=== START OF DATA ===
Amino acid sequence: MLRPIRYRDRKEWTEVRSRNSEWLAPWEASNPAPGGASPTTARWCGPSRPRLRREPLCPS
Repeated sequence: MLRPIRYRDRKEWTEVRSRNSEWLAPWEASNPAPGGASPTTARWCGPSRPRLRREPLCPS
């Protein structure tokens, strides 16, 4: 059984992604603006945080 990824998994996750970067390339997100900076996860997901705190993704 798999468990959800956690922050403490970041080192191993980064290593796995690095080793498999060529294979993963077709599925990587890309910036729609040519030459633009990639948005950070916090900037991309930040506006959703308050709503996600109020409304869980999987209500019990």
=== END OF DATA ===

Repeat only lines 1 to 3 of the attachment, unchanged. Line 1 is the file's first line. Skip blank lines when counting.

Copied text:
Amino acid sequence: MLRPIRYRDRKEWTEVRSRNSEWLAPWEASNPAPGGASPTTARWCGPSRPRLRREPLCPS
Repeated sequence: MLRPIRYRDRKEWTEVRSRNSEWLAPWEASNPAPGGASPTTARWCGPSRPRLRREPLCPS
């Protein structure tokens, strides 16, 4: 059984992604603006945080 990824998994996750970067390339997100900076996860997901705190993704 798999468990959800956690922050403490970041080192191993980064290593796995690095080793498999060529294979993963077709599925990587890309910036729609040519030459633009990639948005950070916090900037991309930040506006959703308050709503996600109020409304869980999987209500019990």